The team recently won the Get Started Rhode Island competition, which provides a prize of $50,000 cash and in kind services.
AtomICs is a Brown University startup that is “revolutionizing the way we store and process digital data by using small molecules,” says Gumus. He explains that small molecules are denser, more sustainable and durable than the conventional and DNA-based systems. They also offer a more secure method to store information.
The startup was initially funded by the Defense Advanced Research Projects Agency and the National Science Foundation for a research collaboration between the chemistry and engineering departments at Brown. Gumus and Biechele-Speziale joined the team in 2021 to help commercialize the technology, connecting with Brenda Rubenstein, Associate Professor of Chemistry and Physics, and Jacob Rosenstein, Associate Professor of Engineering.
Biechele-Speziale shares that AtomICs offers a paradigm shift in how data is stored and processed. “The market opportunities are massive, and the ways we can impact society with molecular data storage and computing are countless. We are setting our sights high and aim to change the world,” she says. Biechele-Speziale will be continuing on as full-time CEO at AtomICs after graduating in 2023 and looks forward to the next several years of growth at the startup.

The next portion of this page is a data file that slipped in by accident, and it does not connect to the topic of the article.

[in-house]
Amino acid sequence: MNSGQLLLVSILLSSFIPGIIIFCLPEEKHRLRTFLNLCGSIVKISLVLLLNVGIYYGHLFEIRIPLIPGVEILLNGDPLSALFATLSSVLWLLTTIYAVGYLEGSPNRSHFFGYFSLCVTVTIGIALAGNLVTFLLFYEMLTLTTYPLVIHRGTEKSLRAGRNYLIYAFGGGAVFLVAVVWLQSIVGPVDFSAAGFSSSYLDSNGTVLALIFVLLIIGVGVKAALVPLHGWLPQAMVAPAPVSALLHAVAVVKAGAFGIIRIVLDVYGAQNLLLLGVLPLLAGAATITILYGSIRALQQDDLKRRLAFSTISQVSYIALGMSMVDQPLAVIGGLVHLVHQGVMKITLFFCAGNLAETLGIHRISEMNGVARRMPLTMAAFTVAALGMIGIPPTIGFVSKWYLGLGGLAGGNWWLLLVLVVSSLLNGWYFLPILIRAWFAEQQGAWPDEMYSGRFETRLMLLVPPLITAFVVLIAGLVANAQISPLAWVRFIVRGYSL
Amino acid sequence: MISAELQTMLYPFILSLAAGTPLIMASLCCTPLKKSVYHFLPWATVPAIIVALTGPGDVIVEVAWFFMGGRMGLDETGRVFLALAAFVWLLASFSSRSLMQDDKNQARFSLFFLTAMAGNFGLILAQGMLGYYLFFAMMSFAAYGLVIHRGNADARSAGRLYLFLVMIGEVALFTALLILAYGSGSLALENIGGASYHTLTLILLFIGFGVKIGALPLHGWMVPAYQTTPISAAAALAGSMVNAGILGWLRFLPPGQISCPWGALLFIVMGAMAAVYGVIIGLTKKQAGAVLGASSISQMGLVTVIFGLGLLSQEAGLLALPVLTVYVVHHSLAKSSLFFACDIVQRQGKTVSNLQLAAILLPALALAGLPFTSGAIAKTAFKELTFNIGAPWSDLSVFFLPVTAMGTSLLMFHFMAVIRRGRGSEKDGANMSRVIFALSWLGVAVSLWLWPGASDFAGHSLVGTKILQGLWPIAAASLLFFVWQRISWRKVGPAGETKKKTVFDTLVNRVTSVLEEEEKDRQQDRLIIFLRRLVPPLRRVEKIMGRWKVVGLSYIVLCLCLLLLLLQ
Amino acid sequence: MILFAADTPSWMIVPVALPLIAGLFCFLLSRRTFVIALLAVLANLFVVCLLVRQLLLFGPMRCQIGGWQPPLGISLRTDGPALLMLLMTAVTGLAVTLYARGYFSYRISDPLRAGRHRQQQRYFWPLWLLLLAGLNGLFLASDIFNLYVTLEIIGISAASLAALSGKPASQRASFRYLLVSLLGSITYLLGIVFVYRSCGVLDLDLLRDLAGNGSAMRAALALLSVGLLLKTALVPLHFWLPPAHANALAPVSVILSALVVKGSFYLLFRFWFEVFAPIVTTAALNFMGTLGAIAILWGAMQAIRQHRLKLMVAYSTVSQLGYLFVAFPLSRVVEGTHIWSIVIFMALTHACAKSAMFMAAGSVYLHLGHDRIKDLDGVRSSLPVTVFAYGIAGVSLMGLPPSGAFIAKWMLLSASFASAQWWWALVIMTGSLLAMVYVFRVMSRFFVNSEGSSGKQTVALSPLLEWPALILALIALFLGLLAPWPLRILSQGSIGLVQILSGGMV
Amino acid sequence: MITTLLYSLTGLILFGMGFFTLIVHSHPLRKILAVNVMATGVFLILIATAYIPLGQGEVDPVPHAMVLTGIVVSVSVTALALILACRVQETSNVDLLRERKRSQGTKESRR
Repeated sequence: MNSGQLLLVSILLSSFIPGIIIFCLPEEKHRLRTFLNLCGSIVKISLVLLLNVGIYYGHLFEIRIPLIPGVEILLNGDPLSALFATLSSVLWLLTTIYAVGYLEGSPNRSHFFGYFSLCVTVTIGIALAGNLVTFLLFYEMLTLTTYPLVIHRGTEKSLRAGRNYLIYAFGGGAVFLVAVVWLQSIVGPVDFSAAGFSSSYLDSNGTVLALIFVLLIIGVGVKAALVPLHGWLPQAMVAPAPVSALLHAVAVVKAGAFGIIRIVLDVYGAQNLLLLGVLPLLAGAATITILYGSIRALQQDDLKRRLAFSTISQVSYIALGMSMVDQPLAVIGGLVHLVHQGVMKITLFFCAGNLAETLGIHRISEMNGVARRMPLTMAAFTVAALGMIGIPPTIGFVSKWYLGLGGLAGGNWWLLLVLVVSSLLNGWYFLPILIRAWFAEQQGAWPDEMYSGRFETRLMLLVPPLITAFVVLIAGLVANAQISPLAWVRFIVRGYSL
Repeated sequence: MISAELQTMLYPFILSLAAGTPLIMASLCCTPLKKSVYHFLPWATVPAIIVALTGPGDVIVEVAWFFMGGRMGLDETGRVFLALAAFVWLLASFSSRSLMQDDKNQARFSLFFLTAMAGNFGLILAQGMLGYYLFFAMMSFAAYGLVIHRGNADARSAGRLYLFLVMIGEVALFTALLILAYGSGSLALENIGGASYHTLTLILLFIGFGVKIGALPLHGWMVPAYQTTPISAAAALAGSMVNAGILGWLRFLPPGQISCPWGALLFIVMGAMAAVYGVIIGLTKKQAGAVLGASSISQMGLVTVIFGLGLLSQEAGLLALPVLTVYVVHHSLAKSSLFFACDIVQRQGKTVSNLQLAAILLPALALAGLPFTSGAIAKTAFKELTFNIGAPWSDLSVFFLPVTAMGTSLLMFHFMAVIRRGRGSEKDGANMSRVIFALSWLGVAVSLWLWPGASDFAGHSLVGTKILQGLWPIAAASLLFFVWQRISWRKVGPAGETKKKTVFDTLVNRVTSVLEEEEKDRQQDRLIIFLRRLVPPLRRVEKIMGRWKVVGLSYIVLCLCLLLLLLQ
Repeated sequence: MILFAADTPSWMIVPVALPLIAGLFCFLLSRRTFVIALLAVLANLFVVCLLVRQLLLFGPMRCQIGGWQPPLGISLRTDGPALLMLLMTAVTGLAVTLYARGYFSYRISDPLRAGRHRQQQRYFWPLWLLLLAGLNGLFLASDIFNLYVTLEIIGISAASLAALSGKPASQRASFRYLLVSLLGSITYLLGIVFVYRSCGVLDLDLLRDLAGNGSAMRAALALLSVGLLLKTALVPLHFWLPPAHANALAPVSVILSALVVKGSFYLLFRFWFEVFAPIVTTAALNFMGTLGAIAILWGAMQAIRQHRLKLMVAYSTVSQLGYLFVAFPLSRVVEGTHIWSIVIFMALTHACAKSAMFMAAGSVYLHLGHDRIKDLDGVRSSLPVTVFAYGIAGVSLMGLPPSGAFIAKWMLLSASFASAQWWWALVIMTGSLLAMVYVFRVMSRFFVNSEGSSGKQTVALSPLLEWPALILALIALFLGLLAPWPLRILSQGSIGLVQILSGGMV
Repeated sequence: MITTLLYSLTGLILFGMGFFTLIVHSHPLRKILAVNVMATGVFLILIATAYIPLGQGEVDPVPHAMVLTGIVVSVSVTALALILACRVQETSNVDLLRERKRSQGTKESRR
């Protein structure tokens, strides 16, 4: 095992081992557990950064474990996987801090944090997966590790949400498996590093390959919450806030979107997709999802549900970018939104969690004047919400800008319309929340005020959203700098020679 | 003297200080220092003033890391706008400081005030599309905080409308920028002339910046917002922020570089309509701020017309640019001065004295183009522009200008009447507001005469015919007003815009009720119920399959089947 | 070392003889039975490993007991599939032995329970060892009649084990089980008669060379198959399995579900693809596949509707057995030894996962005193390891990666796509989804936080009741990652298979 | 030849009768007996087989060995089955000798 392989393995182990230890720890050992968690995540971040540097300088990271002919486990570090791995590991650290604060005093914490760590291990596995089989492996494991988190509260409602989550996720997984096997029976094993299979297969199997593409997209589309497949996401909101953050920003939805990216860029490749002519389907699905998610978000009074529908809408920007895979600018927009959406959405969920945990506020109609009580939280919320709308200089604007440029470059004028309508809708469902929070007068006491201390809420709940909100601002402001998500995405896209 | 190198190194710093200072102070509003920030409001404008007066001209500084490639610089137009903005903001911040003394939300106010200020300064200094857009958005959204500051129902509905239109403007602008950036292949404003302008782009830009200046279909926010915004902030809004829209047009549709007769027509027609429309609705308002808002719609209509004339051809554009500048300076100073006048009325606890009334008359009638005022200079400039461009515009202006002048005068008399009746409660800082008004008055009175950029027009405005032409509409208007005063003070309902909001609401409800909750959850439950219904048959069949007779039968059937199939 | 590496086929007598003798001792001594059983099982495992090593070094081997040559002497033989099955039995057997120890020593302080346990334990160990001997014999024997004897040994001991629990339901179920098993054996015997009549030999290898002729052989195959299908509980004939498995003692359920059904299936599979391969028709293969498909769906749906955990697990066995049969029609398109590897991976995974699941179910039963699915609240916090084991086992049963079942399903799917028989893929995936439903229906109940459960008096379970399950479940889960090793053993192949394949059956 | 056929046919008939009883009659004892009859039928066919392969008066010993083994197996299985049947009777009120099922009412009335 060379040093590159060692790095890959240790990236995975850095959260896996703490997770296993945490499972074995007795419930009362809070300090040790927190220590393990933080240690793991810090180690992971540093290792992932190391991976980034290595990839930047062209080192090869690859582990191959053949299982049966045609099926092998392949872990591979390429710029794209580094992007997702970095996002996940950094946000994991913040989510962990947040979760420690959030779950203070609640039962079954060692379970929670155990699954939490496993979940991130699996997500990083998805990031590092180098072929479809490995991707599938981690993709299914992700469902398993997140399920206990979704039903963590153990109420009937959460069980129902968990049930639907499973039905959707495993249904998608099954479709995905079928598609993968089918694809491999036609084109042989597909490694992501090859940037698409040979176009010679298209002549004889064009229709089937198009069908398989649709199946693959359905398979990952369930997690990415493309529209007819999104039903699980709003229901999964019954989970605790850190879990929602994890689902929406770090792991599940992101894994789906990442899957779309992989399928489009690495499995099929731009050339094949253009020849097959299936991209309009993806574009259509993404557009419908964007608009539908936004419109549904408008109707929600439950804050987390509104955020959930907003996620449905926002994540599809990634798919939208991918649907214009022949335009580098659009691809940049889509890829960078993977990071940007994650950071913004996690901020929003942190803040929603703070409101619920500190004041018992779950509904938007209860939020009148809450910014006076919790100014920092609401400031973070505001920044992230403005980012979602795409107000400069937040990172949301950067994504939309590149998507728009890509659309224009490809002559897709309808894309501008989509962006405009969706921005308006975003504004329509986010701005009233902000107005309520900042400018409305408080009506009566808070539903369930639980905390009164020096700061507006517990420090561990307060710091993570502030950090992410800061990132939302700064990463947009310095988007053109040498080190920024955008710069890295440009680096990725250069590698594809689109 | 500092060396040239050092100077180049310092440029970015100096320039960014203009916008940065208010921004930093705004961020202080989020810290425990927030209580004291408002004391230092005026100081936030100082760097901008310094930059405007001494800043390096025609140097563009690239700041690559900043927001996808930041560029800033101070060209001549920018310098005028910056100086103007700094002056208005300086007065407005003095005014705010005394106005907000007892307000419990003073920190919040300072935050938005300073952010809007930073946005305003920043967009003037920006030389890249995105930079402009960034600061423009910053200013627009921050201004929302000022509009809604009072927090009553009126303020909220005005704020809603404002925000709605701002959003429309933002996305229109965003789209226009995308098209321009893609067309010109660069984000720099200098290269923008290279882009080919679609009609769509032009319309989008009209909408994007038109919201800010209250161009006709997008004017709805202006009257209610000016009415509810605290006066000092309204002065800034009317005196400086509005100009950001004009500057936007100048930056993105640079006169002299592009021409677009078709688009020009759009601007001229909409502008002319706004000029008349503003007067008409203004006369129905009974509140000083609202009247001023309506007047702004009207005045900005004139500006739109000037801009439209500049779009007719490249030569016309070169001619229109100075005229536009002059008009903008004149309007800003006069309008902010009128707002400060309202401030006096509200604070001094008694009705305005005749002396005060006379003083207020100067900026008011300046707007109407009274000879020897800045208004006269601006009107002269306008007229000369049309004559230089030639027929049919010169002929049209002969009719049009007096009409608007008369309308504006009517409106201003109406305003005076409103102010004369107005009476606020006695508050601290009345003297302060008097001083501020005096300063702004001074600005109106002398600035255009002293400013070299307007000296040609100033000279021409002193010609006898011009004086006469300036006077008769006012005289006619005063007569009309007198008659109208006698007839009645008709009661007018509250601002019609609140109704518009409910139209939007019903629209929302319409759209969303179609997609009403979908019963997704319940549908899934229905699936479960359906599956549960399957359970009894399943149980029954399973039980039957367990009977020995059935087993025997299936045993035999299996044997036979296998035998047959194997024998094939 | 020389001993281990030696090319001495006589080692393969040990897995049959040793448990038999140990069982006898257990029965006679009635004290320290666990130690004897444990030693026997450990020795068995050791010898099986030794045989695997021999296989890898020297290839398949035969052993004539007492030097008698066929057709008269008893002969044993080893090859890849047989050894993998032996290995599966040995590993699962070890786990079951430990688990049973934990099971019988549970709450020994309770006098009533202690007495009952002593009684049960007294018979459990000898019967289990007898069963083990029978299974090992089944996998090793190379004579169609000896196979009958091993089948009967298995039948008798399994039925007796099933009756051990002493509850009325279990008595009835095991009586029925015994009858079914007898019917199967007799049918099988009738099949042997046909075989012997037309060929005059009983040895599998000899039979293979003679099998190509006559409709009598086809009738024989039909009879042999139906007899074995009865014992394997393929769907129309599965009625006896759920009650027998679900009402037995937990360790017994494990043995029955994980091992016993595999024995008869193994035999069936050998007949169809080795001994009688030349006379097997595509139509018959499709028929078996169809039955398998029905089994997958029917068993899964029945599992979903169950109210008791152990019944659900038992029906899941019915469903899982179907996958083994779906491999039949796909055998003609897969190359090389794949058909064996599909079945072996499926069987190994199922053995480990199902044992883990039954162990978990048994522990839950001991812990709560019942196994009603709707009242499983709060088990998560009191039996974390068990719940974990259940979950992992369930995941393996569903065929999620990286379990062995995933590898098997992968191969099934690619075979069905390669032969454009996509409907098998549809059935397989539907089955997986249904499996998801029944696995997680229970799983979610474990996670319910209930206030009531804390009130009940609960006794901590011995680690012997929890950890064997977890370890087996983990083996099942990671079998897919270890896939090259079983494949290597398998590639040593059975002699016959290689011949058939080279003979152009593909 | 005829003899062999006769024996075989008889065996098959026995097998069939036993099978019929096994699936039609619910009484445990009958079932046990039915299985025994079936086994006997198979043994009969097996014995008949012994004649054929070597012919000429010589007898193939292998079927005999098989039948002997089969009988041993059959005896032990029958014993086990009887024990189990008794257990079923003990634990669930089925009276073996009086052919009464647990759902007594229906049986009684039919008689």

Gumus was first introduced to entrepreneurship through a class he took at the Nelson Center for Entrepreneurship in his first year of graduate school, “I immediately knew that I found my calling. Being president and CTO of AtomICs has been the most rewarding and interesting experience, and I look forward to continuing full-time after I graduate next year,” he says.
In terms of how their startup work fits in with their doctoral degrees, Gumus shares that he currently works on the startup technology in Jacob Rosenstein's group in the engineering department. The goal of his current research project is to scale the AtomICs technology to improve the latency and density of data storage. “We are really working to take advantage of the size of small molecules that can offer up to a million times greater density than transistors,” he explains.
While Biechele-Speziale’s doctoral research is different from the AtomICs work, her doctoral training provides an important research framework and a technical foundation on which to understand and improve the startup technology. “My entrepreneurial experiences have elevated the quality of my doctoral research,” says Biechele-Speziale. She credits her research advisor, Jessica Plavicki, Assistant Professor of Pathology and Laboratory Medicine, for her support both inside and outside of the lab.
Both Gumus and Biechele-Speziale are extremely grateful for their experiences at Brown and the unique environment that allows them to develop as researchers and entrepreneurs. “I have found such an incredibly talented and passionate community of students that have supported and challenged me to be a better entrepreneur and person,” shares Biechele-Speziale.